Suzuki Motor plans to make all of its minicars connected vehicles by 2025, Nikkei has learned, adding new services like remote monitoring in a category where it competes for the top spot.
The likes of Tesla and Toyota Motor have led the way in connecting full-size vehicles to entertainment and services through wireless networks.
Now, this trend is spreading to minivehicles, which make up roughly 40% of the Japanese auto market. Toyota-owned Daihatsu Motor, Suzuki’s main rival in this segment, is considering a similar move.
Suzuki’s rollout of connected minicars starts with the updated Spacia miniwagon due out this month. It will continue through 2025, starting with main models.
Larger Suzuki vehicles will be made into connected cars after that.
Suzuki’s connected cars will connect to operators in cases of accidents or breakdowns. The system will automatically guide the car to the nearest dealership or repair shop. A dealership can remotely check the car for malfunctions.
Suzuki’s push into digital technology for its cars marks a departure for an automaker known for a laser focus on low production costs.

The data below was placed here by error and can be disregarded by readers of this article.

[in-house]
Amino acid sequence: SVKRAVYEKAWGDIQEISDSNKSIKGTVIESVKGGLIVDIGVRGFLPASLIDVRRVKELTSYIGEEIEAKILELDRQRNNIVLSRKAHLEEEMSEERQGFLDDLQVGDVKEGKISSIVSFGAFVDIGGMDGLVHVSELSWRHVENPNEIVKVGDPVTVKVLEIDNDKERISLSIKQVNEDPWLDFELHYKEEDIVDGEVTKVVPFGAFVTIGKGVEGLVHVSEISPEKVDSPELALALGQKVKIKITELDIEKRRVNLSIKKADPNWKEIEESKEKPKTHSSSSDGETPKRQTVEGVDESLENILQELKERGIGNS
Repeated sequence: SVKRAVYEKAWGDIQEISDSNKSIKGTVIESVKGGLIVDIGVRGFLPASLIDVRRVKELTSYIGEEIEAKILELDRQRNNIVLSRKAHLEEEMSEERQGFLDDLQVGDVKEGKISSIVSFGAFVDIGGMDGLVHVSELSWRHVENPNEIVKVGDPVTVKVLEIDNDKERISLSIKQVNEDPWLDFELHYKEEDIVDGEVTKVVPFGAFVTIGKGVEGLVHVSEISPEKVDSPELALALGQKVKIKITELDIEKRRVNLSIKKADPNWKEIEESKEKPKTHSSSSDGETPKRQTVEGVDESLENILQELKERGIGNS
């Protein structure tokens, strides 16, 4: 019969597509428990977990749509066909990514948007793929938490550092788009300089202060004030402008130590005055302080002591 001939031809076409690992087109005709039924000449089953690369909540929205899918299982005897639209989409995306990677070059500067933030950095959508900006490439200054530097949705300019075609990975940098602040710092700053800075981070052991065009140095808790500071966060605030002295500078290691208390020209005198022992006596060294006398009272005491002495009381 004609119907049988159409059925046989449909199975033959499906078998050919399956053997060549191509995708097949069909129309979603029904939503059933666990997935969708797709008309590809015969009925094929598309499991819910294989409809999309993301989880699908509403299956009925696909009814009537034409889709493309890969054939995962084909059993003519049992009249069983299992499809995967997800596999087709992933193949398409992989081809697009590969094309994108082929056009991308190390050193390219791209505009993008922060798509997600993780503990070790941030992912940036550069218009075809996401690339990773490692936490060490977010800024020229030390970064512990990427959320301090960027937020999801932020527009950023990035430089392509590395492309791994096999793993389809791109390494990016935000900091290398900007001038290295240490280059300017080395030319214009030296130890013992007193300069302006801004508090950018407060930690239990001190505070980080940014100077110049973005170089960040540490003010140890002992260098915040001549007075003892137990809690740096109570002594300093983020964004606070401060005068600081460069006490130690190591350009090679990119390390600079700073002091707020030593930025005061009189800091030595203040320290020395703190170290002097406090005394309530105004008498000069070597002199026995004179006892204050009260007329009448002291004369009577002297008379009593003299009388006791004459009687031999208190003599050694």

Communications devices and other core systems will be developed in-house. Some of the technology will come from Toyota, which has entered into a tie-up with Suzuki.
Global sales of new connected autos will total 94.2 million in 2035, according to a forecast by Fuji Keizai—roughly triple the 2019 figure. The Tokyo-based market intelligence firm sees them accounting for 80% of new passenger vehicles sold in 2035, up from 34% in 2019.
While known for its fuel-efficient engines, Suzuki is also making a push into electric vehicles, with plans to roll out an electric minicar in Japan by 2025 in a price range starting at JPY 1 million (USD 8,700) after government subsidies.
The company has similar plans in India, where subsidiary Maruti Suzuki holds a leading market share in passenger vehicles.